Motorola Inc.'s Semiconductor Products Sector
Each of the nine devices in Motorola's MPC17500 family of microcontrollers features up to 200 KHz for pulse-width modulation (PWM), a key capability for motor control.
(Phoenix, AZ, U.S.) has developed a line of advanced-power integrated circuits (ICs) that provide engineers and designers of appliances and consumer electronics a means to prolong battery life in the portable products they develop.
The company's new MPC17500 family of ICs will allow designers to offload the limited processes present in most appliance applications, says Dan Leih, marketing manager for the Analog Product Division of Motorola. The line is composed of nine motor controller ICs, which feature single-, dual-, or quad-h-bridges. When combined with a microcontroller (MCU), the ICs are purported to be ideal for controlling one, two, or four motors. The devices use mixed signals with power, digital, and analog to allow for a higher level of integration. The ICs are designed to replace bipolar, h-bridge ICs, which typically have higher power dissipation when turned on because of their higher saturation voltage (Vsat) and a higher current drain when not performing a switching function, which can waste power and drain battery life.
The SMARTMOS8 Low-Voltage (LV) technology, used in the manufacturing of the MPC17500 devices, combines high-density, high-speed logic with precision analog and efficient power circuitry. This reportedly enables a resistance-drain-to-source (RDSon), which translates to low-power dissipation. "These devices are examples of a high level of functionality mixed with a motor drive in a small package," Mr. Leih explains. "The SMARTMOS8 LV process allows power, analog, and digital logic functions to be manufactured on a single chip in less space."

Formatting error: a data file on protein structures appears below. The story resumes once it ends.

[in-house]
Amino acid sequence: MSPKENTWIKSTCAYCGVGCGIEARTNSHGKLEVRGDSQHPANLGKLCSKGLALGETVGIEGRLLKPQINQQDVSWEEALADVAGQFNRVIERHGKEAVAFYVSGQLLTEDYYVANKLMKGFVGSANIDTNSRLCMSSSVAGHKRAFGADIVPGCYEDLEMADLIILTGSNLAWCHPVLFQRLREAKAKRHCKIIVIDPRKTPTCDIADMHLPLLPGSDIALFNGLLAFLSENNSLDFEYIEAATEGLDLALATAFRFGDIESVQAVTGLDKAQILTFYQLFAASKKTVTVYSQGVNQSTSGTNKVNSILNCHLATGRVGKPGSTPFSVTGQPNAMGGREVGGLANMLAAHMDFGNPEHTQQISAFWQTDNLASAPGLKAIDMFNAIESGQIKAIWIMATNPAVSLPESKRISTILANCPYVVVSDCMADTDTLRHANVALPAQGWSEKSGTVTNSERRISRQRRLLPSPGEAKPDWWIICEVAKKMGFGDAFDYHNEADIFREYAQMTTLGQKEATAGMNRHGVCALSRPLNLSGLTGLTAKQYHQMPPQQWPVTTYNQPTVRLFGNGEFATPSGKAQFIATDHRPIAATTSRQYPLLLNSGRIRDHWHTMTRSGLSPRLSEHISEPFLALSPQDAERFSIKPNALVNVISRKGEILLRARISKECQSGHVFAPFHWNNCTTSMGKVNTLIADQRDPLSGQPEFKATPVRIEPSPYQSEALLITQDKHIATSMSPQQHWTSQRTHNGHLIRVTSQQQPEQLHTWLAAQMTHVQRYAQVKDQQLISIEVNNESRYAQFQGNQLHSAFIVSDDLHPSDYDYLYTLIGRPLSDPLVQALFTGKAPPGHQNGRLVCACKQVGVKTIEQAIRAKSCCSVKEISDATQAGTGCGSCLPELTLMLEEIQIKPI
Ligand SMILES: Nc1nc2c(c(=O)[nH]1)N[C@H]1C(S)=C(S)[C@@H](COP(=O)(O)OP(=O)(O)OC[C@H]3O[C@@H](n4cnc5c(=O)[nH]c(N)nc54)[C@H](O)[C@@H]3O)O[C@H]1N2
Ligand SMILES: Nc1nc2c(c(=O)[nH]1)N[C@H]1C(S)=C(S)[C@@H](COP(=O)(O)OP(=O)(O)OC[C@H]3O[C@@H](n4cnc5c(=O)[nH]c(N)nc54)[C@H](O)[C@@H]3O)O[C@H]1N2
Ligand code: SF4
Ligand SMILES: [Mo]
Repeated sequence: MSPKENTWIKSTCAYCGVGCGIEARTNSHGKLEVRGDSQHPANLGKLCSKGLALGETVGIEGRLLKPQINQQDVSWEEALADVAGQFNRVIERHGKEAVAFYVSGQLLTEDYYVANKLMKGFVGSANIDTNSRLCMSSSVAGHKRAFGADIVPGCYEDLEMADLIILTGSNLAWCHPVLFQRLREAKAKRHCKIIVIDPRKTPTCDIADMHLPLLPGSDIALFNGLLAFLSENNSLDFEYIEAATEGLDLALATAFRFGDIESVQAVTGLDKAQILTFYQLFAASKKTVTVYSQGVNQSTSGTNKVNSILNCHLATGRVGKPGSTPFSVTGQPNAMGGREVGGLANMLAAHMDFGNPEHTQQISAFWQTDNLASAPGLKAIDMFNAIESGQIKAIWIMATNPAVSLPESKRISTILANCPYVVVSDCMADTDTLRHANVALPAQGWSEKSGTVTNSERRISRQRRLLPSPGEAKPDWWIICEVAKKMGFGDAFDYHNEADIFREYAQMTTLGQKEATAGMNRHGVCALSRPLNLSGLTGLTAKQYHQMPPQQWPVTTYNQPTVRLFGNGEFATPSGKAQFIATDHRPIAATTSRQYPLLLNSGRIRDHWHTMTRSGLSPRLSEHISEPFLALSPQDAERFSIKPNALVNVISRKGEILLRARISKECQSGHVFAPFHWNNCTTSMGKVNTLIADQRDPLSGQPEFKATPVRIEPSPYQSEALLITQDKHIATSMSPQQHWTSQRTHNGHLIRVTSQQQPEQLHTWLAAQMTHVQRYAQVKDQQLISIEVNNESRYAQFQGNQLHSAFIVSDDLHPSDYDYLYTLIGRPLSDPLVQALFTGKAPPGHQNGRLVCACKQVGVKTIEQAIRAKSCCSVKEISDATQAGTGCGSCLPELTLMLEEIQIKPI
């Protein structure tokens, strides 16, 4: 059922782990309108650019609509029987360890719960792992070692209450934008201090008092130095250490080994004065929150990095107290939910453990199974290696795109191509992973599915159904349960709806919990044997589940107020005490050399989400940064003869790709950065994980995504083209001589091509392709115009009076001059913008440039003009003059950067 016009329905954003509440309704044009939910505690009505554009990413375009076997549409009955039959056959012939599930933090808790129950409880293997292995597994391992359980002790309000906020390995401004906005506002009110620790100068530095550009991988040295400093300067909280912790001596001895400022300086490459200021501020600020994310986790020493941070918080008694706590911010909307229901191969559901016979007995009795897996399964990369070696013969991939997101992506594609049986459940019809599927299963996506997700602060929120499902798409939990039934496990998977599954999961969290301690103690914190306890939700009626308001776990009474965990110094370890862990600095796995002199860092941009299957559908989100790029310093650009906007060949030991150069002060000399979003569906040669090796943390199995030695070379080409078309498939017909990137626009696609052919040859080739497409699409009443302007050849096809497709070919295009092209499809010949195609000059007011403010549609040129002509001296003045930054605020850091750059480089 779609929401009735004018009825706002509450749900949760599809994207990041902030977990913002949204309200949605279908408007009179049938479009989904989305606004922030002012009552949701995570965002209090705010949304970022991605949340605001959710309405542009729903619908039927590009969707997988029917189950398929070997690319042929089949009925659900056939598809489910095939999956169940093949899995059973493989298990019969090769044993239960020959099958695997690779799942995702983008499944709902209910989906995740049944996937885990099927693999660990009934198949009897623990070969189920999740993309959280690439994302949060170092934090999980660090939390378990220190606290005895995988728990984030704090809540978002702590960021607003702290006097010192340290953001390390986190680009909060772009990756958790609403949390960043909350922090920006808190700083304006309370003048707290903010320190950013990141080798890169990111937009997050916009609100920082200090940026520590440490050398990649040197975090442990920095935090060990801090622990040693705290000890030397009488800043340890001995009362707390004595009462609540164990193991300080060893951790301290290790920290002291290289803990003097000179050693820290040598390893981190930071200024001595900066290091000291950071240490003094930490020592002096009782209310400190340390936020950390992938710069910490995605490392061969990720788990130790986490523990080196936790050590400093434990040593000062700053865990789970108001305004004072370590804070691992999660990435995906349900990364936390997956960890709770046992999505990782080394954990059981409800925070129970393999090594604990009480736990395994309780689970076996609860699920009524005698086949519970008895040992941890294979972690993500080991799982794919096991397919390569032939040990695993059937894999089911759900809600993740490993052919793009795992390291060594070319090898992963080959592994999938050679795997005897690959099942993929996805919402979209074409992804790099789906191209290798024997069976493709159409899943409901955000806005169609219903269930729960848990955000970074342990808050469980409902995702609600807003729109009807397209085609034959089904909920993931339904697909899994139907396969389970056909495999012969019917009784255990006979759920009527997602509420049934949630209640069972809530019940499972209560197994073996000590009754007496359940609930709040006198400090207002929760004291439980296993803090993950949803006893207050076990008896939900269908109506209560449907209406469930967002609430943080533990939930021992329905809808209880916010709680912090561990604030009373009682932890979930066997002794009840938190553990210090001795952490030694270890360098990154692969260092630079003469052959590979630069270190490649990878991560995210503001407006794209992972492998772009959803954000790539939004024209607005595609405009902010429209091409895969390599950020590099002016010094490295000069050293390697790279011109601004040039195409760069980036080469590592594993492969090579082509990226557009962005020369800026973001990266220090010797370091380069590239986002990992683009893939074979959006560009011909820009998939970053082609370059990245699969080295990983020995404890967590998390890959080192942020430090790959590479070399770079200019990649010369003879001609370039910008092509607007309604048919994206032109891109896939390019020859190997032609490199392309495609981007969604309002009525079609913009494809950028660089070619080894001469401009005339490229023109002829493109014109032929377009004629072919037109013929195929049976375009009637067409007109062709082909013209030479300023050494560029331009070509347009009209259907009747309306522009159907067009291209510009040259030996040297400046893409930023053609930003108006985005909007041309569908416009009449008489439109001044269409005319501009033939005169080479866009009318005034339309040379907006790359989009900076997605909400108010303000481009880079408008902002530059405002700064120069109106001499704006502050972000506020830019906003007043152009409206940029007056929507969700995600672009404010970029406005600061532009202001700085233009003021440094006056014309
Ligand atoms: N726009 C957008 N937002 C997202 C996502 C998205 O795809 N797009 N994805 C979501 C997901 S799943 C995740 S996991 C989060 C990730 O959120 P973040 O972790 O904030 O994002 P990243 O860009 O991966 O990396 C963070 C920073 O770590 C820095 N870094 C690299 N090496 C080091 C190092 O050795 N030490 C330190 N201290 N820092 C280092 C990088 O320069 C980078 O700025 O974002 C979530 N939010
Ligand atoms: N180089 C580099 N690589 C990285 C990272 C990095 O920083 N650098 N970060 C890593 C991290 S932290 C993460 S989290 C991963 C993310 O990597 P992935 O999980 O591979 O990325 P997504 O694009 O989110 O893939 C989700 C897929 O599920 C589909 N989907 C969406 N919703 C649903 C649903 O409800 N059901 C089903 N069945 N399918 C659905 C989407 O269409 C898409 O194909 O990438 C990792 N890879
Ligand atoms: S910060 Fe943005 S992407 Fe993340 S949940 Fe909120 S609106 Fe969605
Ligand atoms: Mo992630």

The SM0S8 is a LV version that has been optimized for portables and appliances, Mr. Leih says. "The SMARTMOS8 LV offers industry-leading, low-specific resistance," he explains. "This means that very low RDS(on) motor drivers can be implemented in a reasonable amount of silicon area. Very low RDS(on) motor drivers result in a very-efficient motor drive, and little power is wasted as heat."
The IC line's technology combines a 25-V capability with power and analog functions, while leaving room to build the logic processor onto the same die, according to the company. This is beneficial to an appliance engineer because appliances require long life and reliability so they need a very robust motor drive with resident intelligence in order to off-load the limited processors present in most appliance applications, Mr. Leih says.
He adds that there are several differences between Motorola's new ICs, which feature pulse-width modulation (PWM) up to 200 kHz, and competitive products. "The level of integration of control and protection functionalities that are possible through SMARTMOS8 differentiates these devices," Mr. Leih notes. "In addition, 3.3-V logic thresholds will allow use with today's standard embedded processors from Motorola and other manufacturers."